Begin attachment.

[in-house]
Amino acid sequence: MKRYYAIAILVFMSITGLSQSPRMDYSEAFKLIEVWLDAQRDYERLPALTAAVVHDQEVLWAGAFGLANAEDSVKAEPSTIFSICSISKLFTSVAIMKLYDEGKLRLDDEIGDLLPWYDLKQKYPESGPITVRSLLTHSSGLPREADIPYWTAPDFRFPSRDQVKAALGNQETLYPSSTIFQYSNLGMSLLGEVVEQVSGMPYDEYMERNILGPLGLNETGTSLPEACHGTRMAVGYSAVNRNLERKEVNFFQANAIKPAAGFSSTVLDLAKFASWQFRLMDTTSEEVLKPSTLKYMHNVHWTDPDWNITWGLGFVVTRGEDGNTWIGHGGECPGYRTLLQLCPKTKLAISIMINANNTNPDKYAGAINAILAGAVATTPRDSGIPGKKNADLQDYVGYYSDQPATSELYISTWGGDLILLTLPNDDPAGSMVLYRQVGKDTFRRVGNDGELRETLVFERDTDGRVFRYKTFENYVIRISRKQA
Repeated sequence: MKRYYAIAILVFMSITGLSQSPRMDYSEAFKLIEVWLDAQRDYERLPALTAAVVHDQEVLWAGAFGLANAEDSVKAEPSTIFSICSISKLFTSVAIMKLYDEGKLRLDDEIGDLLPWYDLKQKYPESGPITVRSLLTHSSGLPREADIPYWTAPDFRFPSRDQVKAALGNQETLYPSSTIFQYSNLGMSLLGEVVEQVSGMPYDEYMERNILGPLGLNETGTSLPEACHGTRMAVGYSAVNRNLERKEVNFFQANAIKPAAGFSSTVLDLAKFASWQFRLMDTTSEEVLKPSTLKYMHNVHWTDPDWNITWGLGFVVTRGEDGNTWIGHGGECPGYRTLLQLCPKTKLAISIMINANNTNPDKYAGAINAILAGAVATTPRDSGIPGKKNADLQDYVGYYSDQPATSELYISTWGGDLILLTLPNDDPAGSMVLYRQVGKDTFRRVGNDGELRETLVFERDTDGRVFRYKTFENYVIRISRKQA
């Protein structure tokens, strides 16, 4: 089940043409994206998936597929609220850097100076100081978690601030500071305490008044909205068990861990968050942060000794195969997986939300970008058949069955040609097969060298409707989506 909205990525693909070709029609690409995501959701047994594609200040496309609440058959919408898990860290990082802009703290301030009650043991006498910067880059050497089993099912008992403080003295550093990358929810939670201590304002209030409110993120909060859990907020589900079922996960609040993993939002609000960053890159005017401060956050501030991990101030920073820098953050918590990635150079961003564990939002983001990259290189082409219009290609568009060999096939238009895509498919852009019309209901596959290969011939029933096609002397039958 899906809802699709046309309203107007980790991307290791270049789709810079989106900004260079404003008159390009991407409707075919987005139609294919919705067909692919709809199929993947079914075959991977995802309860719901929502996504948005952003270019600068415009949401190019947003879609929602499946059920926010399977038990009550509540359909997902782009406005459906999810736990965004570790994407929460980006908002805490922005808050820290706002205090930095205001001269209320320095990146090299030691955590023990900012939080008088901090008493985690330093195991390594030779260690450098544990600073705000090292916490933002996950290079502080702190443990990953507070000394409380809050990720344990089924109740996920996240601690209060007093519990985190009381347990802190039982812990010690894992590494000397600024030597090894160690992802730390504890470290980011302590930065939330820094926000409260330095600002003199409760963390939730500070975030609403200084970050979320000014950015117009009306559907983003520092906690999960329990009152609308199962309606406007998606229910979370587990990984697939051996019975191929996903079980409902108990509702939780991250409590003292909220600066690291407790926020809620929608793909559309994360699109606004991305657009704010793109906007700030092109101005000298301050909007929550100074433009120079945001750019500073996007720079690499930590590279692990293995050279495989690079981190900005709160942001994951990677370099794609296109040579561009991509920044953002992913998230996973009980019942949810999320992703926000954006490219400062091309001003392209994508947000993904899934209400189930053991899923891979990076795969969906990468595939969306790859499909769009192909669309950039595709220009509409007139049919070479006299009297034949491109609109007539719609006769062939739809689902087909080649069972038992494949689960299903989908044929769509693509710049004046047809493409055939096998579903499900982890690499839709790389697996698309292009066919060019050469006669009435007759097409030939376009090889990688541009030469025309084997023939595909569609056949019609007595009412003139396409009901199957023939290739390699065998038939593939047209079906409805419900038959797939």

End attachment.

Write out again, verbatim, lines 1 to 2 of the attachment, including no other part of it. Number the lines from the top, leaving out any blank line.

[in-house]
Amino acid sequence: MKRYYAIAILVFMSITGLSQSPRMDYSEAFKLIEVWLDAQRDYERLPALTAAVVHDQEVLWAGAFGLANAEDSVKAEPSTIFSICSISKLFTSVAIMKLYDEGKLRLDDEIGDLLPWYDLKQKYPESGPITVRSLLTHSSGLPREADIPYWTAPDFRFPSRDQVKAALGNQETLYPSSTIFQYSNLGMSLLGEVVEQVSGMPYDEYMERNILGPLGLNETGTSLPEACHGTRMAVGYSAVNRNLERKEVNFFQANAIKPAAGFSSTVLDLAKFASWQFRLMDTTSEEVLKPSTLKYMHNVHWTDPDWNITWGLGFVVTRGEDGNTWIGHGGECPGYRTLLQLCPKTKLAISIMINANNTNPDKYAGAINAILAGAVATTPRDSGIPGKKNADLQDYVGYYSDQPATSELYISTWGGDLILLTLPNDDPAGSMVLYRQVGKDTFRRVGNDGELRETLVFERDTDGRVFRYKTFENYVIRISRKQA